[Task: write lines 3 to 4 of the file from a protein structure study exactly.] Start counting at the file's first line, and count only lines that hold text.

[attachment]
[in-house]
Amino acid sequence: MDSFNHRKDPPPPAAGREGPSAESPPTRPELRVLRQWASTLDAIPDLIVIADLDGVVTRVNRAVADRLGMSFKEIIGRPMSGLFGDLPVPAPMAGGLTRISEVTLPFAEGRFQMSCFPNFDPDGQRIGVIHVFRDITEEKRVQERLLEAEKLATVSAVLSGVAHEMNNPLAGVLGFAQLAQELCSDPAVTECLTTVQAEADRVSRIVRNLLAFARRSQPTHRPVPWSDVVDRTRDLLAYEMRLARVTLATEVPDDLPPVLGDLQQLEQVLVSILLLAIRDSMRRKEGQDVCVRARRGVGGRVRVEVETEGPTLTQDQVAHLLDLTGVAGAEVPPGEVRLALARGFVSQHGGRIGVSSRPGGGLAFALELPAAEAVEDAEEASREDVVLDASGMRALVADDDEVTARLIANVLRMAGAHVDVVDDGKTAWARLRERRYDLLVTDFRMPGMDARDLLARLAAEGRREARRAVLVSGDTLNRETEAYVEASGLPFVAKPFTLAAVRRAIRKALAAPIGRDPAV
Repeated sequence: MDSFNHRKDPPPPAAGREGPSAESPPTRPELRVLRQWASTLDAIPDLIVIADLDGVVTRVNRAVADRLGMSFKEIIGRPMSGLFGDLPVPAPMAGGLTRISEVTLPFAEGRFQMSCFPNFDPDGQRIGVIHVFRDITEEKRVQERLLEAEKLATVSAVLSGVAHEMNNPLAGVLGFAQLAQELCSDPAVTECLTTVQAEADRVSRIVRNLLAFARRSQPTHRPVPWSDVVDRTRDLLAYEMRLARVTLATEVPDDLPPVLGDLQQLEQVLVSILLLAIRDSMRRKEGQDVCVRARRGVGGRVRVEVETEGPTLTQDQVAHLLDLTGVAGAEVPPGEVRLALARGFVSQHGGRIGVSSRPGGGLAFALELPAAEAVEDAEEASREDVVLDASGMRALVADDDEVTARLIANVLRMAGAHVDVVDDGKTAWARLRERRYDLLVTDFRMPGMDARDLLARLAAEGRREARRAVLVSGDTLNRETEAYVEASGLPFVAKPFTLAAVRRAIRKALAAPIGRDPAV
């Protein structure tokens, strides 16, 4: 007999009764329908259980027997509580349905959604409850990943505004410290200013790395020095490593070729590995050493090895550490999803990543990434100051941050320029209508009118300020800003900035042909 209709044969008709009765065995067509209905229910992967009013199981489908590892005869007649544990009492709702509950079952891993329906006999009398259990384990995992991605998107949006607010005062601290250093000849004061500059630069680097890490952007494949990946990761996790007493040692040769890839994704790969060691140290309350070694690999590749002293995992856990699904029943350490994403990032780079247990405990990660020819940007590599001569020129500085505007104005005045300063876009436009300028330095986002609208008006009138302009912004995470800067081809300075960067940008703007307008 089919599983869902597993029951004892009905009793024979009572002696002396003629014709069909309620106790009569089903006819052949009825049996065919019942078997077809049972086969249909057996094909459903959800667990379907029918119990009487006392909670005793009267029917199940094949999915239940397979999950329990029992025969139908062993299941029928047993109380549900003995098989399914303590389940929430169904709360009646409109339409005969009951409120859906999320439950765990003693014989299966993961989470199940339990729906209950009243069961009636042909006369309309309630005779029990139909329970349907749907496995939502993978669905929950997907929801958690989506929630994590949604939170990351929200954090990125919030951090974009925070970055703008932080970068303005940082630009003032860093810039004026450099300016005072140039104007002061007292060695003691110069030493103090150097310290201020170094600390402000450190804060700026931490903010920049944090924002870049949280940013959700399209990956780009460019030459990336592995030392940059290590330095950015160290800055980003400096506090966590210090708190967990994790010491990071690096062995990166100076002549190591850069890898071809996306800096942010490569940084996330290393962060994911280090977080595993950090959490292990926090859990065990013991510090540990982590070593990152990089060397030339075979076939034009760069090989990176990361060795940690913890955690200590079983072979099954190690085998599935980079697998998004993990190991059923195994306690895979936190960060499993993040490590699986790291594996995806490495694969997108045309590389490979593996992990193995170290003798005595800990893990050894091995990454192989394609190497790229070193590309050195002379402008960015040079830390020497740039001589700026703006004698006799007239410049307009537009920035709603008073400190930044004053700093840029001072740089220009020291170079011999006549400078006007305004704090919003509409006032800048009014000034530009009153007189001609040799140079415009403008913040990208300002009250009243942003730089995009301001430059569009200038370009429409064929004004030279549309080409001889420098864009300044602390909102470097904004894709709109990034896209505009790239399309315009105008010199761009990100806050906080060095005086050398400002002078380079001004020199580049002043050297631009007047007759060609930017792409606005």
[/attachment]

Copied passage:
Repeated sequence: MDSFNHRKDPPPPAAGREGPSAESPPTRPELRVLRQWASTLDAIPDLIVIADLDGVVTRVNRAVADRLGMSFKEIIGRPMSGLFGDLPVPAPMAGGLTRISEVTLPFAEGRFQMSCFPNFDPDGQRIGVIHVFRDITEEKRVQERLLEAEKLATVSAVLSGVAHEMNNPLAGVLGFAQLAQELCSDPAVTECLTTVQAEADRVSRIVRNLLAFARRSQPTHRPVPWSDVVDRTRDLLAYEMRLARVTLATEVPDDLPPVLGDLQQLEQVLVSILLLAIRDSMRRKEGQDVCVRARRGVGGRVRVEVETEGPTLTQDQVAHLLDLTGVAGAEVPPGEVRLALARGFVSQHGGRIGVSSRPGGGLAFALELPAAEAVEDAEEASREDVVLDASGMRALVADDDEVTARLIANVLRMAGAHVDVVDDGKTAWARLRERRYDLLVTDFRMPGMDARDLLARLAAEGRREARRAVLVSGDTLNRETEAYVEASGLPFVAKPFTLAAVRRAIRKALAAPIGRDPAV
């Protein structure tokens, strides 16, 4: 007999009764329908259980027997509580349905959604409850990943505004410290200013790395020095490593070729590995050493090895550490999803990543990434100051941050320029209508009118300020800003900035042909 209709044969008709009765065995067509209905229910992967009013199981489908590892005869007649544990009492709702509950079952891993329906006999009398259990384990995992991605998107949006607010005062601290250093000849004061500059630069680097890490952007494949990946990761996790007493040692040769890839994704790969060691140290309350070694690999590749002293995992856990699904029943350490994403990032780079247990405990990660020819940007590599001569020129500085505007104005005045300063876009436009300028330095986002609208008006009138302009912004995470800067081809300075960067940008703007307008 089919599983869902597993029951004892009905009793024979009572002696002396003629014709069909309620106790009569089903006819052949009825049996065919019942078997077809049972086969249909057996094909459903959800667990379907029918119990009487006392909670005793009267029917199940094949999915239940397979999950329990029992025969139908062993299941029928047993109380549900003995098989399914303590389940929430169904709360009646409109339409005969009951409120859906999320439950765990003693014989299966993961989470199940339990729906209950009243069961009636042909006369309309309630005779029990139909329970349907749907496995939502993978669905929950997907929801958690989506929630994590949604939170990351929200954090990125919030951090974009925070970055703008932080970068303005940082630009003032860093810039004026450099300016005072140039104007002061007292060695003691110069030493103090150097310290201020170094600390402000450190804060700026931490903010920049944090924002870049949280940013959700399209990956780009460019030459990336592995030392940059290590330095950015160290800055980003400096506090966590210090708190967990994790010491990071690096062995990166100076002549190591850069890898071809996306800096942010490569940084996330290393962060994911280090977080595993950090959490292990926090859990065990013991510090540990982590070593990152990089060397030339075979076939034009760069090989990176990361060795940690913890955690200590079983072979099954190690085998599935980079697998998004993990190991059923195994306690895979936190960060499993993040490590699986790291594996995806490495694969997108045309590389490979593996992990193995170290003798005595800990893990050894091995990454192989394609190497790229070193590309050195002379402008960015040079830390020497740039001589700026703006004698006799007239410049307009537009920035709603008073400190930044004053700093840029001072740089220009020291170079011999006549400078006007305004704090919003509409006032800048009014000034530009009153007189001609040799140079415009403008913040990208300002009250009243942003730089995009301001430059569009200038370009429409064929004004030279549309080409001889420098864009300044602390909102470097904004894709709109990034896209505009790239399309315009105008010199761009990100806050906080060095005086050398400002002078380079001004020199580049002043050297631009007047007759060609930017792409606005």